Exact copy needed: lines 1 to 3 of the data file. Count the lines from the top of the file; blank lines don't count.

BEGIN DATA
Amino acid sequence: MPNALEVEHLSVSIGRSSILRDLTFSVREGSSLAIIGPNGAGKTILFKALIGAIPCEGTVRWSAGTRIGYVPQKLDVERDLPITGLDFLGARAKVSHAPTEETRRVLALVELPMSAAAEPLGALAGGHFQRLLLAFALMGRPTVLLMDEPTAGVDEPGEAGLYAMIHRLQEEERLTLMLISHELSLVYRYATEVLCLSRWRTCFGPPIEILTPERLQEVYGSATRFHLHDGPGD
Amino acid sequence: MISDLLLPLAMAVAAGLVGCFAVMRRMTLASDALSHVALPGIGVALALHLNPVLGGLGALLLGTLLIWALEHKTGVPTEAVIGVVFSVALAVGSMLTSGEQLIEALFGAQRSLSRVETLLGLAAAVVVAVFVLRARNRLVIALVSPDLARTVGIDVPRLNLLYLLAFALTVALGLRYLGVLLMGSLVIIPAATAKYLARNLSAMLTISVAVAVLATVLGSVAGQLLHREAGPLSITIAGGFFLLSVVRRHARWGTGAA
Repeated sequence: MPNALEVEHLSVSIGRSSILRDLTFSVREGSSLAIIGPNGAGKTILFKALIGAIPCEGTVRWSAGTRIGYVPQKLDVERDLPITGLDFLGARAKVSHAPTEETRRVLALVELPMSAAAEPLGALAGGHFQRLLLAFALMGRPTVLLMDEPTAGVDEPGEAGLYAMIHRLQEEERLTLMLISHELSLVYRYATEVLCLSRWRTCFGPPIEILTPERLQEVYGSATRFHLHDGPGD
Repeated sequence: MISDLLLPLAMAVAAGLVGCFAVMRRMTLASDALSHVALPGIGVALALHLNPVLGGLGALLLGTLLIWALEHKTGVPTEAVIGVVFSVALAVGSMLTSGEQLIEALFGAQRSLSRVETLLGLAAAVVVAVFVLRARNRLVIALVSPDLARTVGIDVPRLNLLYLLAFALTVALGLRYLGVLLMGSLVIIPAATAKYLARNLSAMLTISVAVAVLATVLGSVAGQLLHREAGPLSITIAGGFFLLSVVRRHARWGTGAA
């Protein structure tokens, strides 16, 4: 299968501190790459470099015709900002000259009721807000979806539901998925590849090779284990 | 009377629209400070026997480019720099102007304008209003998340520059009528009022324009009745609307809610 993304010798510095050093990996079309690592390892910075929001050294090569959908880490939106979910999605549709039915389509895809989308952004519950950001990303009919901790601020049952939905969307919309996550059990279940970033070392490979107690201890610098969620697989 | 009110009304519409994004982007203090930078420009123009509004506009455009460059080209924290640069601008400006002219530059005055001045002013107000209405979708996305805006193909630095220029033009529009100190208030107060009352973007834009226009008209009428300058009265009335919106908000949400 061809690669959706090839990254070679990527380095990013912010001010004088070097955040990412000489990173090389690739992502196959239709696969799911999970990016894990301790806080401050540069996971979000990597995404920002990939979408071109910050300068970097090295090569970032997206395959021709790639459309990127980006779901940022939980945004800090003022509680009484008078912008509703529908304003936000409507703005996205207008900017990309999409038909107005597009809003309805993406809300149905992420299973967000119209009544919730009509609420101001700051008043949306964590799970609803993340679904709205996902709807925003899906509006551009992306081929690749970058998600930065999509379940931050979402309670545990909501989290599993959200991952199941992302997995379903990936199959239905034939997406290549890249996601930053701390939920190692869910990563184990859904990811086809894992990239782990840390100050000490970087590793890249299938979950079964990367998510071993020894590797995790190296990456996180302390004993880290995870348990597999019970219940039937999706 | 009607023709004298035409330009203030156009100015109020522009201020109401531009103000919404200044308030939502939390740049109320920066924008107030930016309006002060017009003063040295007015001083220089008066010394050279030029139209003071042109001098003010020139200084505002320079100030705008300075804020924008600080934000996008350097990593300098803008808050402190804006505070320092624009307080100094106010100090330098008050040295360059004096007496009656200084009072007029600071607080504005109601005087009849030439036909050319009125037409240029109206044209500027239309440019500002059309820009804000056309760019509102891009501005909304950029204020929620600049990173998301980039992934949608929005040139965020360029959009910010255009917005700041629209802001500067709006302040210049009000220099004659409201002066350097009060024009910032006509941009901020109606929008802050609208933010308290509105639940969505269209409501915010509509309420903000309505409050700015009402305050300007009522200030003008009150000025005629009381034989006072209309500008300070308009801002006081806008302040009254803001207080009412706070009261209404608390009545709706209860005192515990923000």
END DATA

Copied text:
Amino acid sequence: MPNALEVEHLSVSIGRSSILRDLTFSVREGSSLAIIGPNGAGKTILFKALIGAIPCEGTVRWSAGTRIGYVPQKLDVERDLPITGLDFLGARAKVSHAPTEETRRVLALVELPMSAAAEPLGALAGGHFQRLLLAFALMGRPTVLLMDEPTAGVDEPGEAGLYAMIHRLQEEERLTLMLISHELSLVYRYATEVLCLSRWRTCFGPPIEILTPERLQEVYGSATRFHLHDGPGD
Amino acid sequence: MISDLLLPLAMAVAAGLVGCFAVMRRMTLASDALSHVALPGIGVALALHLNPVLGGLGALLLGTLLIWALEHKTGVPTEAVIGVVFSVALAVGSMLTSGEQLIEALFGAQRSLSRVETLLGLAAAVVVAVFVLRARNRLVIALVSPDLARTVGIDVPRLNLLYLLAFALTVALGLRYLGVLLMGSLVIIPAATAKYLARNLSAMLTISVAVAVLATVLGSVAGQLLHREAGPLSITIAGGFFLLSVVRRHARWGTGAA
Repeated sequence: MPNALEVEHLSVSIGRSSILRDLTFSVREGSSLAIIGPNGAGKTILFKALIGAIPCEGTVRWSAGTRIGYVPQKLDVERDLPITGLDFLGARAKVSHAPTEETRRVLALVELPMSAAAEPLGALAGGHFQRLLLAFALMGRPTVLLMDEPTAGVDEPGEAGLYAMIHRLQEEERLTLMLISHELSLVYRYATEVLCLSRWRTCFGPPIEILTPERLQEVYGSATRFHLHDGPGD